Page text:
On Terrorism Glasnost and Tolerance

A lot happens in a very short time, ranging from the good to the horrific. The Berlin Wall coming down 30 years ago reminds us of the optimism and euphoria of taking down boundaries. I was listening to excerpts from the Cold War Classic Tunnel 29 on the radio, and it was only a few years before that people were being shot in making their break for freedom. I have never liked small spaces and tunnels petrify me. They entomb us, restricting our movement to a shuffle forwards towards the light ahead, the freedom we desire so much at the other end. Its amazing to see the courage to risk one’s life for freedom when we take it all for granted. Then all those restrictions came tumbling down with the wall. These were heady days throughout Europe as boundaries between East and West melted away, and the Glasnost of cordial relations melted the permafrost of geopolitical divisions.

That’s a world away from the hubris and innate nationalism we see today. ‘Get Brexit done’ means a return to some degree of isolation as we look to take on the world on our own. All this at a time when Russia is developing its own ultra-nationalistic self and America withdraws into itself. Its not a propitious time to seek new friends and alliances or sink or swim on our own. Even our unity at home is in danger of breaking up with Scotland seeking an IndiRef2 and Northern Ireland becoming closer to the South. Where has all that confidence and enthusiasm gone as we chunter along towards losing the battle to save the planet – it should be Fix the Planet not Brexit.

What’s all this got to do with terrorism. Only yesterday there was the horrible incident on London Bridge – yet more deaths under the guise of taking out innocent victims of some sort of Western coalition against Islam. True – one man’s terrorist can be another man’s freedom fighter. But the head of UK mosques rightly said earlier today that that is no way to earn your place in paradise – violence begets violence and intolerance leads to more intolerance. It takes one bad egg to put the government’s de-radicalisation programme into the dog house. I work with wonderful colleagues – probation, police, imams and fellow mentors and I believe de-radicalisation can change hearts and minds and make most radicals reintegrate themselves in society whether they are Jihadists or members of the ultra nationalist right wing groups – currently the fastest growing terrorist threat. Remember Christchurch as so called Christians are not immune to radicalisation.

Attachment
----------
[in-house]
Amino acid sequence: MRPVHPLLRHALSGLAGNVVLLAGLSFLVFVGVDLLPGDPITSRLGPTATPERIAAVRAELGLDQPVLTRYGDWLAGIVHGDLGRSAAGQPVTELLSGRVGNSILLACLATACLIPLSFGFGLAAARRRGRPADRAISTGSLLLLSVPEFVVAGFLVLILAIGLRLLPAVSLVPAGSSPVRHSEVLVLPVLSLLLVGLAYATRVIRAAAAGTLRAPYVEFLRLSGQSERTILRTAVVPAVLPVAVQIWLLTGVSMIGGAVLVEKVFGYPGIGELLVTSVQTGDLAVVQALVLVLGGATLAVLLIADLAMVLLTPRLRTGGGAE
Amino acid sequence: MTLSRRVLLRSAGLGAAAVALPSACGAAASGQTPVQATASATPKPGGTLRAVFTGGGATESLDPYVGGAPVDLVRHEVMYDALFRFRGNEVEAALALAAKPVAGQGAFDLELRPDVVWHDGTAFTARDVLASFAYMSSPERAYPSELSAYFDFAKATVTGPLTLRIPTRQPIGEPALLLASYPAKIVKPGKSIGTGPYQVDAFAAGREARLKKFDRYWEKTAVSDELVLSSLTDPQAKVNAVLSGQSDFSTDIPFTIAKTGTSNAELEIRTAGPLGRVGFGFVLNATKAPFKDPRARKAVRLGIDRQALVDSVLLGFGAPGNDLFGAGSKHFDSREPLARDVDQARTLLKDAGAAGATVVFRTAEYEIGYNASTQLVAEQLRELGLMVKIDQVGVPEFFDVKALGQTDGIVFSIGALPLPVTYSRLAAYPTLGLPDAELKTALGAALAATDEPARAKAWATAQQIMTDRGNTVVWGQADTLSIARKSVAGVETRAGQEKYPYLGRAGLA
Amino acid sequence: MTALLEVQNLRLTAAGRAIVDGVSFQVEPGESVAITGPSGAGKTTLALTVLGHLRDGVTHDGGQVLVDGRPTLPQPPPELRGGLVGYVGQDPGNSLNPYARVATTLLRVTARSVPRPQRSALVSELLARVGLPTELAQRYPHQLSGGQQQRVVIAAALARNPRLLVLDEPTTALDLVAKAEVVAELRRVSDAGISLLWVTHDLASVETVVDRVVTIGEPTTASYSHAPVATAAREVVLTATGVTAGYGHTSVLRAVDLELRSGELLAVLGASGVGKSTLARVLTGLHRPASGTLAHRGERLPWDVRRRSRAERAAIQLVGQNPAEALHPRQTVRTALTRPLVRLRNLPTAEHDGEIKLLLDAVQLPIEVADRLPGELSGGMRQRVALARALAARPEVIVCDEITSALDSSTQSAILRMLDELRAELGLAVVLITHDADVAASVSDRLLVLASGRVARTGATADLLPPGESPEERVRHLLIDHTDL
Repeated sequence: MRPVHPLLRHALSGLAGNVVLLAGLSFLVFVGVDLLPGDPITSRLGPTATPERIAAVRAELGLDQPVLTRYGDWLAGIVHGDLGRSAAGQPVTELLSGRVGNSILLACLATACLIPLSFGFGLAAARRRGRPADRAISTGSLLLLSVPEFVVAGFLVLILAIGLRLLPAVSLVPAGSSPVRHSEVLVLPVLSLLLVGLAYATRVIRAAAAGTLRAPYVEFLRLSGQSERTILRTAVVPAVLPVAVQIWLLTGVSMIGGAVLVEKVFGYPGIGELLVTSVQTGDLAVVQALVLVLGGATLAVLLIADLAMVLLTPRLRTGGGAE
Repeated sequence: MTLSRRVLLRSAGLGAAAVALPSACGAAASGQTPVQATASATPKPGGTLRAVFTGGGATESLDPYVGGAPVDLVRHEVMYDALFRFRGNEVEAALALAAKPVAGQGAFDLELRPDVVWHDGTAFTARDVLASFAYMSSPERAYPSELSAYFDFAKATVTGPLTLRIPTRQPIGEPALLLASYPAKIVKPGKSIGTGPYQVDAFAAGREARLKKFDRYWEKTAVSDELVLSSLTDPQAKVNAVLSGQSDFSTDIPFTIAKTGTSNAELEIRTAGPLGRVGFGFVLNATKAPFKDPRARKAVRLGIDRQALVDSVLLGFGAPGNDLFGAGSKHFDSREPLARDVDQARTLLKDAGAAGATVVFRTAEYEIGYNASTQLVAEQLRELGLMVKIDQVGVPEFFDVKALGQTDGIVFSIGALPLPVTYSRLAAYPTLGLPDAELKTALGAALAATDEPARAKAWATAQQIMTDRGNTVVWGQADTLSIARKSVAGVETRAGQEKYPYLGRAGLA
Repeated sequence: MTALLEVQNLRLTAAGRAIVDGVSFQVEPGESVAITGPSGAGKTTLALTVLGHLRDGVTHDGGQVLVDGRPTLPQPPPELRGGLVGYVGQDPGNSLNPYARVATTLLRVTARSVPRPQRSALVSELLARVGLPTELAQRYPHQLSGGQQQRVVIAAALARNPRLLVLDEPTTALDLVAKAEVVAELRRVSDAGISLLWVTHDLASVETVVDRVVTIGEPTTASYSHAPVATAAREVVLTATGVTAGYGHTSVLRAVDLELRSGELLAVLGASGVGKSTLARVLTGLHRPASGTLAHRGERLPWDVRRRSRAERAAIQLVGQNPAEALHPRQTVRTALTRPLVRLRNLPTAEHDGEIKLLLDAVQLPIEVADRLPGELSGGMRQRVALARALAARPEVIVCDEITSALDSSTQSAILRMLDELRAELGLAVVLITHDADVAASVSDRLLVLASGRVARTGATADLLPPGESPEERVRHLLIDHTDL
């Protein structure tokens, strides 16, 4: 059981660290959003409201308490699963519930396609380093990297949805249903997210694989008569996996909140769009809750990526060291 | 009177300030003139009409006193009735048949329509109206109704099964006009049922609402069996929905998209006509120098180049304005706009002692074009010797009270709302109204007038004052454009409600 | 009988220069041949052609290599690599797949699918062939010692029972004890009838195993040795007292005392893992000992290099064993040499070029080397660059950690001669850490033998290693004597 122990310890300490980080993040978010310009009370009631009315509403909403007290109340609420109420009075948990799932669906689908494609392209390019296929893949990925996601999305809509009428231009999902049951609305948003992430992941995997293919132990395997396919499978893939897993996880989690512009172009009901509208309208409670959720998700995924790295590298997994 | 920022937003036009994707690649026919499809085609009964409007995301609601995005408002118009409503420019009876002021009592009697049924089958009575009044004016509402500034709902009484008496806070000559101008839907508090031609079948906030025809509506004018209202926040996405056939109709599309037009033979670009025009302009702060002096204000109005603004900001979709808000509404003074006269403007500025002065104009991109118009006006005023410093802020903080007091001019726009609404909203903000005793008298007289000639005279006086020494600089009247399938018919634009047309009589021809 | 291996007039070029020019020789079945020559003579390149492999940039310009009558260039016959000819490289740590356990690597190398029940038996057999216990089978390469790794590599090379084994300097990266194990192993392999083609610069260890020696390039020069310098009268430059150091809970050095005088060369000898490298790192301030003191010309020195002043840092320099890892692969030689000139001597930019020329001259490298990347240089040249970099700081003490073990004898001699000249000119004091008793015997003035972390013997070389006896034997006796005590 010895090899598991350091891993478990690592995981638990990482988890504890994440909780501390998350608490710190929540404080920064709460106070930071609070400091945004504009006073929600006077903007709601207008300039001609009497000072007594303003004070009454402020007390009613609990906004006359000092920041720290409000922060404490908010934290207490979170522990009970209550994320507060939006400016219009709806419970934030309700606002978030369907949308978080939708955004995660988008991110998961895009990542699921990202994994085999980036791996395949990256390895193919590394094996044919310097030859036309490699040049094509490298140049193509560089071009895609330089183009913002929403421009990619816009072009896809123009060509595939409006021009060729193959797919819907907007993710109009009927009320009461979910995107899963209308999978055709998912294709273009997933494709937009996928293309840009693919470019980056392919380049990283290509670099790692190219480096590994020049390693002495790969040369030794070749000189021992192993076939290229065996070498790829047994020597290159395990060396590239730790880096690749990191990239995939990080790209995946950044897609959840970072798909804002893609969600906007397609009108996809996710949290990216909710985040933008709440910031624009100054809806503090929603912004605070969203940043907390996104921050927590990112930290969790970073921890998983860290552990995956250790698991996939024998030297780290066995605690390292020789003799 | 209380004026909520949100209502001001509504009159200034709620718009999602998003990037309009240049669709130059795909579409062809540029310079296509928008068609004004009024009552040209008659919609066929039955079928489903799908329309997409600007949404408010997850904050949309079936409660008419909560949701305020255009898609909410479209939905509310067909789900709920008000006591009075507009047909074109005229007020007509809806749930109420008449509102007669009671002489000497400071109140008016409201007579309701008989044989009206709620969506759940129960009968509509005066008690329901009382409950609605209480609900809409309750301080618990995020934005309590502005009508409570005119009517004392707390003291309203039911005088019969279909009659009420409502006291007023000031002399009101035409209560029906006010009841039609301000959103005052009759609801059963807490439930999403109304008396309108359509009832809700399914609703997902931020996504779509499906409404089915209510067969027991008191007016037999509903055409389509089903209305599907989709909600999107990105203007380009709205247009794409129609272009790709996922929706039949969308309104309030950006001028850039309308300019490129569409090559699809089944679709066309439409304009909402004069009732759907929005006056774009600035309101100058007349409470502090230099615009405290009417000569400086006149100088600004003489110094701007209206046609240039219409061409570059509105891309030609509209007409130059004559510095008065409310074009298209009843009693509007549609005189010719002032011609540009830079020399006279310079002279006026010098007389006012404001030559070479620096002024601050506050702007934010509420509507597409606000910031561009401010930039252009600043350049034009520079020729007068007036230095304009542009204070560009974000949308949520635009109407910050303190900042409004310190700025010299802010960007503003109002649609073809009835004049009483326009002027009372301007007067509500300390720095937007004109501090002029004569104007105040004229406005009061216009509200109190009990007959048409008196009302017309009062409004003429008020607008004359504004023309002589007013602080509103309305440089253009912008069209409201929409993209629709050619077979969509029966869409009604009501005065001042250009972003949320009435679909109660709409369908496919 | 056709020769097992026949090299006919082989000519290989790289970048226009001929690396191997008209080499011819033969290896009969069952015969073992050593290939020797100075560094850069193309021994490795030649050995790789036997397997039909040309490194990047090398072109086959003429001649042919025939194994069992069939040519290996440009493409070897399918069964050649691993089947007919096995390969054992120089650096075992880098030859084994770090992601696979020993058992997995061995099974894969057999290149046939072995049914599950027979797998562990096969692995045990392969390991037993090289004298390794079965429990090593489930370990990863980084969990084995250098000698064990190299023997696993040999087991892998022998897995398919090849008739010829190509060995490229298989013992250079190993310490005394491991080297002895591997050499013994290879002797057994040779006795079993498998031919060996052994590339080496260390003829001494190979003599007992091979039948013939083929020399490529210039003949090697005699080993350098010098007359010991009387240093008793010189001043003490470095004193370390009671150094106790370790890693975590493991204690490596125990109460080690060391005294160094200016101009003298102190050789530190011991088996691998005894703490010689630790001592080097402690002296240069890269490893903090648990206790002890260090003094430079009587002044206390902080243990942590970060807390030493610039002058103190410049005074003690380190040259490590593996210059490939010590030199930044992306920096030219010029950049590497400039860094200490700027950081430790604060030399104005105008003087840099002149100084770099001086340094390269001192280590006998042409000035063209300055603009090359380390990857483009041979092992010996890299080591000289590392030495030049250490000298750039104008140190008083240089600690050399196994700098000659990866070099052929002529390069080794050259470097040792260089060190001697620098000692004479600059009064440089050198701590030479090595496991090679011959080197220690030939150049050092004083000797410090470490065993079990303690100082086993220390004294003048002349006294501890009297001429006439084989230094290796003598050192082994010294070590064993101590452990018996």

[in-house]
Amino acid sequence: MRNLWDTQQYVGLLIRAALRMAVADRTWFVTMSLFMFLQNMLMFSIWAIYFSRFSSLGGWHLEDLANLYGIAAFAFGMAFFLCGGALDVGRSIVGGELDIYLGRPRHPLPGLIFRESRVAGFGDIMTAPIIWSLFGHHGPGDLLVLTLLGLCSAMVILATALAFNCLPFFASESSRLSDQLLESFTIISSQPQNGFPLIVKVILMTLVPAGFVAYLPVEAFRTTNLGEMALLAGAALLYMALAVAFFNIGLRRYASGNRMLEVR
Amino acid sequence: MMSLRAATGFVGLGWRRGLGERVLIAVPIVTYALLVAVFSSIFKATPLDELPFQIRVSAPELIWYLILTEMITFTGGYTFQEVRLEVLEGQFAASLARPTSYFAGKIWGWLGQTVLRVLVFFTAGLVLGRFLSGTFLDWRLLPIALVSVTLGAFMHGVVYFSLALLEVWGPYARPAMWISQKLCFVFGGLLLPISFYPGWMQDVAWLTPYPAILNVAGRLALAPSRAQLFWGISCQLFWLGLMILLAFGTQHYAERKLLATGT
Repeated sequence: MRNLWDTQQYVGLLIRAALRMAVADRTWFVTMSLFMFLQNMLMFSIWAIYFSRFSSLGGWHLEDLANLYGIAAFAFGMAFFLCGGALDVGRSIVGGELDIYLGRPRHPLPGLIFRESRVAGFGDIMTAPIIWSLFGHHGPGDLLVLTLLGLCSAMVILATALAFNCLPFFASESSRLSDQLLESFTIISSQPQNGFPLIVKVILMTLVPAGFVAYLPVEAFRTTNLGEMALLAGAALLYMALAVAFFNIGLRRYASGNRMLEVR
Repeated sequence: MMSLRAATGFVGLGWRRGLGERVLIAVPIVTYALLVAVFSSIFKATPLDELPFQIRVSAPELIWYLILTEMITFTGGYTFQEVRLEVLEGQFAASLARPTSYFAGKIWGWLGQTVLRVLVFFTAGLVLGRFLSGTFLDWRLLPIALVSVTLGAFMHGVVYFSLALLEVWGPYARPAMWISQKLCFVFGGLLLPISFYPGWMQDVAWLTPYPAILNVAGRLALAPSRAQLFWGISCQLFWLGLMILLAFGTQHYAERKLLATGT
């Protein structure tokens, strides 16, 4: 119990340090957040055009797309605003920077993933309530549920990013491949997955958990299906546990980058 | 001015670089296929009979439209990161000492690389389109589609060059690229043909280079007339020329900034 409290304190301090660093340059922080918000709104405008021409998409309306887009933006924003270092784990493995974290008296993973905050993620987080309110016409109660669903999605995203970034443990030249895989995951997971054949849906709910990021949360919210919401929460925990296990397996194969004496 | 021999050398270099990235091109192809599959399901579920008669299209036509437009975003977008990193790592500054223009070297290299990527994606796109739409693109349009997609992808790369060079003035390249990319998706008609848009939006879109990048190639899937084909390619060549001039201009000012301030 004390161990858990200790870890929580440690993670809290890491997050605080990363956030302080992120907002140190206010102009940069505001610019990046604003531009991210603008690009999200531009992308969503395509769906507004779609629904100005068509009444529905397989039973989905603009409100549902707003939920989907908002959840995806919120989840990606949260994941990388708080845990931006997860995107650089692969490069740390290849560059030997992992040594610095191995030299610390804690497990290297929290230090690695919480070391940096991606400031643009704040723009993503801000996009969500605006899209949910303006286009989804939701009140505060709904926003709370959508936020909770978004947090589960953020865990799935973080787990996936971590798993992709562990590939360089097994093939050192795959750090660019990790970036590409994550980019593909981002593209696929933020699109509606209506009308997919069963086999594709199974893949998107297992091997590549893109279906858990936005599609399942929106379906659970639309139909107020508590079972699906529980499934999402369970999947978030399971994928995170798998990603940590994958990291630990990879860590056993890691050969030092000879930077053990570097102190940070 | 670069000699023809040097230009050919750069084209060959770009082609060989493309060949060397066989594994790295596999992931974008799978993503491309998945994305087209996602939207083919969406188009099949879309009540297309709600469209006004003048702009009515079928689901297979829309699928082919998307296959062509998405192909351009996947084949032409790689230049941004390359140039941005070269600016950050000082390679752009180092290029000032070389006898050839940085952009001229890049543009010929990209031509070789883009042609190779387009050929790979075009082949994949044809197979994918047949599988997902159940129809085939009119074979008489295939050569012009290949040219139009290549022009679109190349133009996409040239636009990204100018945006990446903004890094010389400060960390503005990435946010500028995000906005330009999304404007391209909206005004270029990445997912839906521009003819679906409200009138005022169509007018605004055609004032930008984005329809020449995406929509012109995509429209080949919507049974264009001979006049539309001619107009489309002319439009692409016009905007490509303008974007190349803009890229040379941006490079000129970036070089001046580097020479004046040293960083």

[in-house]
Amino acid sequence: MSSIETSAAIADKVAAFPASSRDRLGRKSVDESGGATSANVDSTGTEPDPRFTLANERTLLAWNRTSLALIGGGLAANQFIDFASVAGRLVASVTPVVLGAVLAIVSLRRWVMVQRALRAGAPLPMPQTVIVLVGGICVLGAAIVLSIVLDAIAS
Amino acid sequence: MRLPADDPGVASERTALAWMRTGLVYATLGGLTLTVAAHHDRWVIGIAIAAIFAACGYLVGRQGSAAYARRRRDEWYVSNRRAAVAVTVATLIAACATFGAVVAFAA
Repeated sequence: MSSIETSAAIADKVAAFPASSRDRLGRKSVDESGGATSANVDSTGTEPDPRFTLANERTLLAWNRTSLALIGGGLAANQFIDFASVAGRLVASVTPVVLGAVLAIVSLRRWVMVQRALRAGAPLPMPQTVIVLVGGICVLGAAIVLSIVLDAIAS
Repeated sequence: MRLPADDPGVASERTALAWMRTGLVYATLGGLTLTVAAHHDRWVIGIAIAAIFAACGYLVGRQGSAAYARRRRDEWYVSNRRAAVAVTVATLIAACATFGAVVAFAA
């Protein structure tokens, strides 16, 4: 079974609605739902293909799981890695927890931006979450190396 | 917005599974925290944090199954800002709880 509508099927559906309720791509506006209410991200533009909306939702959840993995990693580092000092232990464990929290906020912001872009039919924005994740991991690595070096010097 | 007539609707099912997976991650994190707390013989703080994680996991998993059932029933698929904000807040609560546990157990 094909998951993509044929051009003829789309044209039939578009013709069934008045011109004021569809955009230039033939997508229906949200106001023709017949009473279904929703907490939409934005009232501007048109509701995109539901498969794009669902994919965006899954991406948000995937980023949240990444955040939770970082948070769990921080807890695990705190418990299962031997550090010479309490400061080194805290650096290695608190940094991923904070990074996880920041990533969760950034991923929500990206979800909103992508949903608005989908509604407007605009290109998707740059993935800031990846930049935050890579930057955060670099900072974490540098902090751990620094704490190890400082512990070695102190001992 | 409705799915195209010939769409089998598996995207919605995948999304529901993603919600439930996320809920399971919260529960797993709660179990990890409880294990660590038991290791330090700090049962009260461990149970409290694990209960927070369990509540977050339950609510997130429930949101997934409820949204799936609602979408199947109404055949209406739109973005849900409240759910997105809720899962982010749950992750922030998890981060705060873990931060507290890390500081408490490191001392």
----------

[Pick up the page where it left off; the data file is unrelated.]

I write these words in uncertain times. I sense that people today are less tolerant than they were when the Berlin Wall came down. They are polarised about politics – and I have questioned where the consensus in the middle has gone. We seem to have forgotten that we live in a global society with global problems that require pan national solutions. Terrorism is in part an ultra-nationalist phenomenon whether we talk in terms of intolerance stemming from ego centric little Englanders or the religious fundamentalists of Isis and their mythical Ummah or Caliphate. We won’t solve these problems on our own. Terrorism is an international phenomenon. It won’t be solved by incarcerating these for longer across the board without a real understanding of how de-radicalisation can change these people into more tolerant and respectful citizens. Norway spends one third more on prisons than we do and its re-offending rate is half ours so simply banging people up in over-crowded prisons doesn’t work. . It takes a cool hand to resist the demand for greater punishment and wisdom to know where to spend the extra cash; it needs greater emphasis on the cause as much as the symptoms. We need to heal the wounds created by decades of intolerance – to work together just as we did in 1989 in Germany and indeed in South Africa. Ubuntu! That should be the war cry. So go tell your politicians to think measuredly, speak kindly and act to heal a goddam broken world.

November 2019